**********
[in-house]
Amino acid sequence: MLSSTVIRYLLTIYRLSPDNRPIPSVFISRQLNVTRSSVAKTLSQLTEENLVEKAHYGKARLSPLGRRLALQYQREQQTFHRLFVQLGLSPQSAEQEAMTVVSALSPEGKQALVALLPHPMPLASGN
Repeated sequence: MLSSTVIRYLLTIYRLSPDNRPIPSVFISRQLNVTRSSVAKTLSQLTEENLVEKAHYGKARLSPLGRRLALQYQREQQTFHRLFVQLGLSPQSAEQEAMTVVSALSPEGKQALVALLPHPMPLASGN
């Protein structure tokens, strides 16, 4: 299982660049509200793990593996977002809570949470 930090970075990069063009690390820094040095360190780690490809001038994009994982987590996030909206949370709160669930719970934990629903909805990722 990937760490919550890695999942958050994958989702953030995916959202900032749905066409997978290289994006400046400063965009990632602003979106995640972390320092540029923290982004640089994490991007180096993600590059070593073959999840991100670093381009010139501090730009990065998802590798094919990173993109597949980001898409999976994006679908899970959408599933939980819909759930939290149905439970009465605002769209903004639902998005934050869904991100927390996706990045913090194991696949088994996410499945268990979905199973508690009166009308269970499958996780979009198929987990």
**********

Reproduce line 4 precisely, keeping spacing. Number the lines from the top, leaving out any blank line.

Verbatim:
């Protein structure tokens, strides 16, 4: 299982660049509200793990593996977002809570949470 930090970075990069063009690390820094040095360190780690490809001038994009994982987590996030909206949370709160669930719970934990629903909805990722 990937760490919550890695999942958050994958989702953030995916959202900032749905066409997978290289994006400046400063965009990632602003979106995640972390320092540029923290982004640089994490991007180096993600590059070593073959999840991100670093381009010139501090730009990065998802590798094919990173993109597949980001898409999976994006679908899970959408599933939980819909759930939290149905439970009465605002769209903004639902998005934050869904991100927390996706990045913090194991696949088994996410499945268990979905199973508690009166009308269970499958996780979009198929987990």